When Theresa May announced the Snap Election that would take place on June 8th, it got me really thinking about the state of the British Pound, and the state of the British Economy as a whole. Technically the charts set up beautifully. Looking at the weekly charts I noticed an extended triangle / wedge pattern forming, and I was waiting for the price action to shoot through the resistance line of around 1.252. I put my Buy Limit order in right above the resistance line, it got filled, and I’ve been moving my stop up ever since. I trade started out as a 3:1 risk reward ratio (my ideal setup), but when the trade quickly went my way, I moved my stop loss up proportionally, while keeping in mind my long term thesis on it. As it sits, I’m risking only 0.11% of my capital from the previous 1% entry risk, and any movement upwards over the course of next week could put me in the breakeven / small profit category WORST CASE scenario.

From a Macro Perspective, I am taking the bet that the British economy is going to be better than most people think. Yes they will have some difficulties, and if the Scots decide to leave the EU, they will take their oil with them, which is a huge factor in the success of the British economy. However, I remain long term bullish on the Brexit situation, and I believe capitalism will help bolster the nation’s currency higher. I don’t necessarily have an initial profit target, however, if the trend goes against me, I hope I am smart enough to have my stop in place.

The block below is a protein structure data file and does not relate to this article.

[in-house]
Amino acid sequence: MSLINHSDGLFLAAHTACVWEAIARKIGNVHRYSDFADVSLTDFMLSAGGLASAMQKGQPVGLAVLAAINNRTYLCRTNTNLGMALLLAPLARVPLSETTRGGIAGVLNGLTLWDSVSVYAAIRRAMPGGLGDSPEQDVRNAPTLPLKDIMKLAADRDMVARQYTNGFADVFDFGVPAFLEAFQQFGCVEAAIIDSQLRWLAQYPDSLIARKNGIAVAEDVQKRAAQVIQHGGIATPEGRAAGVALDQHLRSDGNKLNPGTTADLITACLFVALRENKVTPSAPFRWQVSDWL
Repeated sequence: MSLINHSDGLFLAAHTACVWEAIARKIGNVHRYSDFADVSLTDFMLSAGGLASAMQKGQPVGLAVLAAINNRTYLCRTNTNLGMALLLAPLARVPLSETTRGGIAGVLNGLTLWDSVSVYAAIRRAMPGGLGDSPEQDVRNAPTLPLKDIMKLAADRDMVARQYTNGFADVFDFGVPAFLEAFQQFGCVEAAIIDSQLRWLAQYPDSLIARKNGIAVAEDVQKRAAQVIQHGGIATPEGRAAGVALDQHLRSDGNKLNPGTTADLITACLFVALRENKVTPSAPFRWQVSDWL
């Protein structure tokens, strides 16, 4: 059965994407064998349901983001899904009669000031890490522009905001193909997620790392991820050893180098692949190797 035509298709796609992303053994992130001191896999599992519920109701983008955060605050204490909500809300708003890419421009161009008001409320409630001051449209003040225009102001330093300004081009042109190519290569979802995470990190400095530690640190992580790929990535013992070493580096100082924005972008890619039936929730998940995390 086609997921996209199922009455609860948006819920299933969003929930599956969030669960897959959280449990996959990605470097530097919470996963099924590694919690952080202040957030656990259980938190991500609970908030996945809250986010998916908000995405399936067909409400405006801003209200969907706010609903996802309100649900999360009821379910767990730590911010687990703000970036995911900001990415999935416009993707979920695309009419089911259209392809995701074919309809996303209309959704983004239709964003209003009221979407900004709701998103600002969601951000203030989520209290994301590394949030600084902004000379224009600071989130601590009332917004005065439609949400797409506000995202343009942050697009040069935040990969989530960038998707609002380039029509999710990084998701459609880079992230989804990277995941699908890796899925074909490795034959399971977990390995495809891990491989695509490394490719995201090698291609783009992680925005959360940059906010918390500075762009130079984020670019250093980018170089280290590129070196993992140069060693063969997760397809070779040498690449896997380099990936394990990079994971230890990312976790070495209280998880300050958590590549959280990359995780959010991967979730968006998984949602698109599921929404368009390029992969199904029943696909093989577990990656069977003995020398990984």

Ocean Rig UDW INC (ORIG) – US Equity: 26.6 : 1 Risk Reward Ratio

Betting only 0.82% of my capital on this little trade here. ORIG is about as distressed a company as one can find. With mounting debt and pressure from distressed debt collectors, ORIGs life line as a company is hanging in the balance. So why would I want to invest in something like this? I am looking for a restructuring deal to take place. ORIG has a lot of assets that it can liquidate, making it a cash play for a potential buyout or restructuring process. It received over 75% support from shareholders for its new restructuring deal, and given the value of the company ($0.25 / share), the risk reward is very asymmetrical. I put my stop in at $0.21, so anything below that would stop me out of the trade.